Hard times require imaginative thinking. Kelsey Munger, owner of Lavender Bee Baking Co., at Monumental Market in the Jamaica Plain neighborhood of Boston, Massachusetts, started baking in 2017. Like her, current business partner Javier Amador-Pena owned a separate business, El Colombiano Coffee. Both got their beginnings selling their products at local farmers’ markets.

They each owned their own separate business, but found that their products, and their passion for their work, complimented each other perfectly. When it was time to grow and expand, they came together and hatched the idea for Monumental Market.

“We started talking. What if we opened a space together?” Munger recalls.

It made sense. Construction and rent can run into the hundreds of thousands of dollars, not to mention the labor costs of staff. If this would work, cooperation and camaraderie were essential.

“It’s all blended, and we each have fun with our concepts,” Munger explains. “It’s kind of a farmers’ market vibe with one POS transaction. We’re in 900 square feet of space, for retail and production.”

They even have a third vendor in the space, a vinyl records store Light of Day Records, run by Chris Antonowich, who is a permanent vendor, not an owner in the venture.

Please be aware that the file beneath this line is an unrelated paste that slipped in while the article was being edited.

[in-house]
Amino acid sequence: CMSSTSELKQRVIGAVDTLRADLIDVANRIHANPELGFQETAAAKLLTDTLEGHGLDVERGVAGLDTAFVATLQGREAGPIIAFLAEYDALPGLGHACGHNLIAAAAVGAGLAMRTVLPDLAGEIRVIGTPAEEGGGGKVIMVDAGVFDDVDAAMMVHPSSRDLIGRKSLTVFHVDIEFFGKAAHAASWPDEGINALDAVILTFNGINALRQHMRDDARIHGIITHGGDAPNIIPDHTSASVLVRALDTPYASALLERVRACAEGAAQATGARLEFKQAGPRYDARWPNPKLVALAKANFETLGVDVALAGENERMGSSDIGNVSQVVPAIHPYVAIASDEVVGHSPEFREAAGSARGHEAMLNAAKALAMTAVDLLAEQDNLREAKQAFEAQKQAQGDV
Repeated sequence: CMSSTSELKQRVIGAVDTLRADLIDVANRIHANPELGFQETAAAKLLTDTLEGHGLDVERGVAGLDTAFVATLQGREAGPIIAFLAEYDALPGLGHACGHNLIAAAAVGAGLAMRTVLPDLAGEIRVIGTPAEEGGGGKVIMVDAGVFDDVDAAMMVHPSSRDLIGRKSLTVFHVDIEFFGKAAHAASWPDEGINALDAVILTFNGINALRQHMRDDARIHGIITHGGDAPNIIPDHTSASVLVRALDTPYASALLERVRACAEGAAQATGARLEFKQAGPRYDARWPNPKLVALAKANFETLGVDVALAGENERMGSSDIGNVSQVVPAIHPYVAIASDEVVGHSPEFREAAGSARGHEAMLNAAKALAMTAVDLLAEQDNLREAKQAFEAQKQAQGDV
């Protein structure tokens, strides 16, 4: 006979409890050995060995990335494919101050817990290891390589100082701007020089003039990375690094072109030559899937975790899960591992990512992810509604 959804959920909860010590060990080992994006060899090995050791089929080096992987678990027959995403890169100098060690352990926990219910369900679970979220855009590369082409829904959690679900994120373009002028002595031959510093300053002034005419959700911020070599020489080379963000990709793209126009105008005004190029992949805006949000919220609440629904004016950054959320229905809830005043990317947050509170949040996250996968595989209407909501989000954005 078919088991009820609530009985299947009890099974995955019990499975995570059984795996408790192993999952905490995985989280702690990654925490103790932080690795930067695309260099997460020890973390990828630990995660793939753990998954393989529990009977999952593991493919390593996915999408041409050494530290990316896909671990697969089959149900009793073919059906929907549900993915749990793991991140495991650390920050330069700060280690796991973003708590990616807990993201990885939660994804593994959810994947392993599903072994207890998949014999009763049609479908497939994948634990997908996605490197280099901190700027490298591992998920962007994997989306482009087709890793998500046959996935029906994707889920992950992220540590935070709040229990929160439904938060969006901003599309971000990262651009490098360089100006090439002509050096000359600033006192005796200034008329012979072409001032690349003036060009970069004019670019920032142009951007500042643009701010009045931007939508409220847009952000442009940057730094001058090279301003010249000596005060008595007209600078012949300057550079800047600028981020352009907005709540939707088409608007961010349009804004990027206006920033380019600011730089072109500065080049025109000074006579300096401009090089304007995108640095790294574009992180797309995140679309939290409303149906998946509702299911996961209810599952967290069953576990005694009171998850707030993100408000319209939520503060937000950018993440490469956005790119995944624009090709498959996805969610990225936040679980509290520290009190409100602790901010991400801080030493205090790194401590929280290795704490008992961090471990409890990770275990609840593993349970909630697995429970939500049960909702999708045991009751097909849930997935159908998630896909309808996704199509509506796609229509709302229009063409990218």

They opened their collaborative brick-and-mortar location in February 2020. They wanted to expand because of surging demand.

“We are all sharing labor costs, and we each have a full functioning store that is cohesive,” Munger explains. “It’s definitely been a wild first year. We are battle tested, and we feel pretty solid. We all help keep other afloat.”

Monumental Market is a Person of Color (PoC)/Woman owned business in Jamaica Plain, creating a vibrant community space with coffee, baked goods and music.

Both owners expect and hope to open additional locations of their respective brands outside of Monumental Market in the next few years. But teaming up to create the first space together has allowed them to get that initial foot in the door with this type of business that was otherwise out of reach for them individually.

Their unique business earned a Best of Boston Award in 2021 from Boston magazine.

Munger specializes in operating as a 100% nut free bakery (peanut and tree nut free). She is not yet 30 years old and already is the owner and co-owner of two successful businesses. She is also deathly allergic to nuts, so she cannot use ingredients that have ever risked coming in contact with them. This is also why she decided to start baking in the first place. 

“I grew up loving baking, but couldn’t go into a bakery,” she recalls. “I’ve worked in a lot of kitchens. At the beginning of this project, I wanted to help support small businesses. What we have now is collaborative entrepreneurship, which is the future of the food industry. It’s exciting to see what’s coming next.”

Beyond the brick-and-mortar space, Munger understands the needs, especially now, to examine and expand her online sales capabilities. Her bakery sells a take-and-bake package and makes local deliveries. “I just delivered a wedding cake yesterday,” she says.